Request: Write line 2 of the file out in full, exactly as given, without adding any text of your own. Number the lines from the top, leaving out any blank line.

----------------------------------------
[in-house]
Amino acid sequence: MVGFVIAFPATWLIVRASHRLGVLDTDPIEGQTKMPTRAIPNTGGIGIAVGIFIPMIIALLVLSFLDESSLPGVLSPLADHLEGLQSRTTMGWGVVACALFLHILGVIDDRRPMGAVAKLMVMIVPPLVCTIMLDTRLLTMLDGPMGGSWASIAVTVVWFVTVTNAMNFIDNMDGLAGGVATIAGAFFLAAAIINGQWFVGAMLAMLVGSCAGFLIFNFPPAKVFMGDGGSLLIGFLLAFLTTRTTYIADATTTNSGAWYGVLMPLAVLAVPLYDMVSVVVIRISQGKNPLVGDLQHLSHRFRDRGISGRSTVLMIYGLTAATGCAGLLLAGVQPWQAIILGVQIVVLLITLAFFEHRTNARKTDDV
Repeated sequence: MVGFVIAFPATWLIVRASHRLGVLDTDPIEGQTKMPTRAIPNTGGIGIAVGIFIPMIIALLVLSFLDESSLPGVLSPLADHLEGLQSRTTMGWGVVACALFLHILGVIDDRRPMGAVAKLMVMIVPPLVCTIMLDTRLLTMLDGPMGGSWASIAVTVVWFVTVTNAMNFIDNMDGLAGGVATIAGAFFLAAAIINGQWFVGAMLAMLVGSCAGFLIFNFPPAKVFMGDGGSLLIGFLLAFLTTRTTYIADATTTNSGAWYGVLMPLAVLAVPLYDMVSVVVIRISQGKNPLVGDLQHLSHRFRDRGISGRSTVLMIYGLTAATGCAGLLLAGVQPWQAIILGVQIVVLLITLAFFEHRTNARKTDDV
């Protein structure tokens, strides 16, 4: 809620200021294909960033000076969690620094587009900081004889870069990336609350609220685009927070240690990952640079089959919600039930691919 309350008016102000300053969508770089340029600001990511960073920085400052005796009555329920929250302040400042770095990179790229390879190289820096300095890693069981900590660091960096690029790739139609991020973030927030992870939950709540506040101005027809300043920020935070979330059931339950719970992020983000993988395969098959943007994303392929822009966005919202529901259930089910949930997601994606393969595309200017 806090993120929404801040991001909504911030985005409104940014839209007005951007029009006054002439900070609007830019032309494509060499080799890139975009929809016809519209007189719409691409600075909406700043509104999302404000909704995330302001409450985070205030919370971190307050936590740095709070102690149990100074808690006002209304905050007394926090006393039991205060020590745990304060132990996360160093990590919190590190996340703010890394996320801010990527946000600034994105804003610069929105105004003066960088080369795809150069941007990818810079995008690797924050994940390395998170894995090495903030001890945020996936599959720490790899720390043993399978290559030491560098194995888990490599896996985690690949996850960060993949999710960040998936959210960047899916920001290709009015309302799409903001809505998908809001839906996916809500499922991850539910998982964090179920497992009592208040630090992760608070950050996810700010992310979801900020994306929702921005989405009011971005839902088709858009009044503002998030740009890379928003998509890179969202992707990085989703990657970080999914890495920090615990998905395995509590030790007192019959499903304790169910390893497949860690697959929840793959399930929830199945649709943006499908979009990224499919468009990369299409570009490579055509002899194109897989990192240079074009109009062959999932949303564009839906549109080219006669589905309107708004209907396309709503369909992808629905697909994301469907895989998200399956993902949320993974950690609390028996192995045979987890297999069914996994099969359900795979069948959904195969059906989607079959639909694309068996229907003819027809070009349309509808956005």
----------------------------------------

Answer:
Amino acid sequence: MVGFVIAFPATWLIVRASHRLGVLDTDPIEGQTKMPTRAIPNTGGIGIAVGIFIPMIIALLVLSFLDESSLPGVLSPLADHLEGLQSRTTMGWGVVACALFLHILGVIDDRRPMGAVAKLMVMIVPPLVCTIMLDTRLLTMLDGPMGGSWASIAVTVVWFVTVTNAMNFIDNMDGLAGGVATIAGAFFLAAAIINGQWFVGAMLAMLVGSCAGFLIFNFPPAKVFMGDGGSLLIGFLLAFLTTRTTYIADATTTNSGAWYGVLMPLAVLAVPLYDMVSVVVIRISQGKNPLVGDLQHLSHRFRDRGISGRSTVLMIYGLTAATGCAGLLLAGVQPWQAIILGVQIVVLLITLAFFEHRTNARKTDDV